Jun 14, 2012

Even you are a Pirate!

Back in the days of Captain Jack Sparrow, the boundary between a pirate and a privateer was not sharp. The function both of these groups performed was pretty much the same: raid ships. The only possible difference is that a privateer was sanctioned by a Government to do so. However, if a privateer were to be captured, either party would deny involvement with each other. So, that was it. No proper way to separate them.

In modern times, the act of computer piracy is pretty much the same. We generally say that the action belongs to a "Grey Area" and perform it anyways. In fact, most of the times, a person doesn't even realise that he is committing an act of piracy. Let's have a look at few cases where technically, you can be termed a pirate.

Downloading Movies, Music and Games:
Well, those who do this need no explanation.

'Buying' Movies from the nearby corner shop:
If you do this, you must think of yourself as an angel. After all, you're paying, right? How is that piracy? Well, you are actually committing an act of piracy, as the "stuff" that you are "paying for" is actually pirated.

The phone of your friend rings and you really like the tune. You ask him to transfer it to your cell through Bluetooth, and bang, that's another act of piracy. With multimedia phones, piracy is as easy as pressing a few buttons.

Euro 2012:
You have office tomorrow, and you have to travel three hours everyday to reach office. The match between Netherlands and Germany kicks off at 12.15 am. If you do not reach on time, your boss is gonna get angry. What do you do? You record it to watch it later. That, my friends, is P.I.R.A.C.Y.

The tagline of Youtube is 'broadcast yourself'. Basically, what it encourages you to do is post your own videos. On the other hand, what people do is post everything else. Let's say I post a music video. Obviously, I do not have the rights to that video. Anyone viewing it would also be committing an act of piracy, along with the uploader. As I said in the beginning, it's a very grey area.

Let's leave digital media for the time being, shall we? If you like a book in a library, and photocopy even a single page (many people copy the whole book), it is piracy. Please tell me how you have never ever done this in your life.

Ever bought an assembled PC?
Well, all the softwares in an 'assembled' PC are pirated, no matter how much the shopkeeper charges! Ever heard of the 'Free DOS' OS? Well, if you end up using Windows after purchasing a machine with Free DOS, rest assured it is pirated!

It is usually seen that the software giants are very concerned about the piracy. However, the guys who do pirate stuff have a pretty valid argument in this regard. They say- Piracy is like free advertisement. If someone has the money, he would buy it, and if someone does not have the bucks, he wouldn't buy it even if there was no pirated version available.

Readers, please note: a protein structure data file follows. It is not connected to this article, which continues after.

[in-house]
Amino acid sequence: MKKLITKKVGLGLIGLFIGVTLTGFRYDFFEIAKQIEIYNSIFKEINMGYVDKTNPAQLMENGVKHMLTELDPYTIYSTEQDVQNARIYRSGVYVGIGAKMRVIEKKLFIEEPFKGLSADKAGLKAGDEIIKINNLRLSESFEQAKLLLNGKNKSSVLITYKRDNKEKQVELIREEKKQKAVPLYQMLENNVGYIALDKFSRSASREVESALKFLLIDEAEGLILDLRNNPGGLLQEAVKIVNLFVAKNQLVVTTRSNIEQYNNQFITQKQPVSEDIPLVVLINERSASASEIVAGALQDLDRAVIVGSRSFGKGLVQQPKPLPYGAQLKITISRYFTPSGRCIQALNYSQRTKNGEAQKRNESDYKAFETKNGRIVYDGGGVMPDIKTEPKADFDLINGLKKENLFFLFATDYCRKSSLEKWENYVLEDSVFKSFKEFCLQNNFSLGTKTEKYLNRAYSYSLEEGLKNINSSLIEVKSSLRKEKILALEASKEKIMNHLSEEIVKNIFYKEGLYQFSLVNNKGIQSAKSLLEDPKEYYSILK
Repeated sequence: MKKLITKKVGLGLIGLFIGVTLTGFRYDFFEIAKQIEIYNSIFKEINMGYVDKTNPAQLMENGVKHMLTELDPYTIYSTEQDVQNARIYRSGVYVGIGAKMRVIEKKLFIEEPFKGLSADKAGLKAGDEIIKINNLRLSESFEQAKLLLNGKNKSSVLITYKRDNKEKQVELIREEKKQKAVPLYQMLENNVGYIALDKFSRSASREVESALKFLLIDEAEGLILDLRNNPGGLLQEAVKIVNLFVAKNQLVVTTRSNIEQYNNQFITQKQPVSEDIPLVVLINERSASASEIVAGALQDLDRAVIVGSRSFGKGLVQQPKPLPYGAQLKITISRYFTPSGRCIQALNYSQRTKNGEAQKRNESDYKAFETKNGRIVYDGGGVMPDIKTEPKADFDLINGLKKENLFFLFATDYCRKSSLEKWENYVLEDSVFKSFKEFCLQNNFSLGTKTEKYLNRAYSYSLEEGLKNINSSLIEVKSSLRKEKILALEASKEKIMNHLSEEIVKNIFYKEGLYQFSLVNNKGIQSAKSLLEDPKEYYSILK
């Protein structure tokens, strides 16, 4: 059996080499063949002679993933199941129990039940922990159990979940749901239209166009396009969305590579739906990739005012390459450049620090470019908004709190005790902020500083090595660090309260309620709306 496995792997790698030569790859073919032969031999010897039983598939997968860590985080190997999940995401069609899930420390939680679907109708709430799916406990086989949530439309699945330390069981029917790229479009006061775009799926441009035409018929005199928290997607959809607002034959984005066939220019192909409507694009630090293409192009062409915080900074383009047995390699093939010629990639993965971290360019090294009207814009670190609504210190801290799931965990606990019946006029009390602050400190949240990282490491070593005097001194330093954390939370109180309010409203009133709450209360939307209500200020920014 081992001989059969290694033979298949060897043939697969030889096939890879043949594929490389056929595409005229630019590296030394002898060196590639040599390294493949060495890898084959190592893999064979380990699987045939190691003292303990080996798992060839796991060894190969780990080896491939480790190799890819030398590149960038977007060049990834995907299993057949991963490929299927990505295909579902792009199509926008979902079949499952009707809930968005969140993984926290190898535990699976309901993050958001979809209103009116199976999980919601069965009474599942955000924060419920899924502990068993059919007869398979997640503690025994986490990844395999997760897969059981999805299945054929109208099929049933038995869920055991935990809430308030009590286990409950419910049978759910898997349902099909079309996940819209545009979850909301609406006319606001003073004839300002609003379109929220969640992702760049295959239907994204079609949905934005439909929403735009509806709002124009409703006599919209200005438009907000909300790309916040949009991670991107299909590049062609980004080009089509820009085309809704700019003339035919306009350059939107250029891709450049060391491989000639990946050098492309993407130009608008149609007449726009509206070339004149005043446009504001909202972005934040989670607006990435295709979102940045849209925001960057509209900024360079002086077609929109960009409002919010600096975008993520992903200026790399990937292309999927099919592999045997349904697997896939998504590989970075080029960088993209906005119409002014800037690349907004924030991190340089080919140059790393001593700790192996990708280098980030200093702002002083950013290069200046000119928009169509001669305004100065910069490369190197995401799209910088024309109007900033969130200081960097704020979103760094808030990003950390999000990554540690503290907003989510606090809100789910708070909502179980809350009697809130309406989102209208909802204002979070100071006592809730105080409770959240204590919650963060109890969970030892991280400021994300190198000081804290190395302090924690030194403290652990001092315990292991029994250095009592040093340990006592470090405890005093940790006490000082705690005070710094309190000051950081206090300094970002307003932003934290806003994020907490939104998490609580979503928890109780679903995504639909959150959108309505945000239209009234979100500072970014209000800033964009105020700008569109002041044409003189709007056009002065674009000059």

Let me just a quote a frustrated lad, who tries to explain why he goes for piracy. (Read the full article here)

Get a handle on your pricing for digital media. Look, we understand why a paperback costs $7. You have to buy paper, glue and ink. It has to be written, edited, printed, shipped and stocked. And each of those people wants to cover their costs and make a profit. But when you write an ebook, and all you have to do is hit 'copy' to make another sale, you have no business charging $7 each. Remember before when I said I'm not downloading to try and stick it to you? In a situation like this, I'm downloading because you're trying to stick it to me.
He goes on,

Music. If you want me to buy your music, I need to be able to hear it first. Even if you're trying to sell for profit, you should find a way to get mp3 versions of your music on file-sharing sites. Now I know some of you are going to tell me that since you're selling your songs on Amazon or iTunes then I can hear 30-second preview clips and I have no reason to pirate. Nonsense. Most music listening is not done sitting in front of the computer clicking "Play Preview," waiting 30-seconds, clicking "Play Preview," waiting 30-seconds, etc. We all listen to music while driving in the car, working out, partying or browsing the internet. I can download your entire full-length album in unrestricted mp3 format in less time than you can listen to one 30-second preview. You're not going to sell me anything by forcing me to sit on one website, going click click click and only getting small snippets of your music. What you are going to do is make me not care about your content.
Going by his views(that post is far longer than these two quotes), I can not say that I disagree to even a single point being put forward by the writer.

If you want to read more on piracy, check out this.

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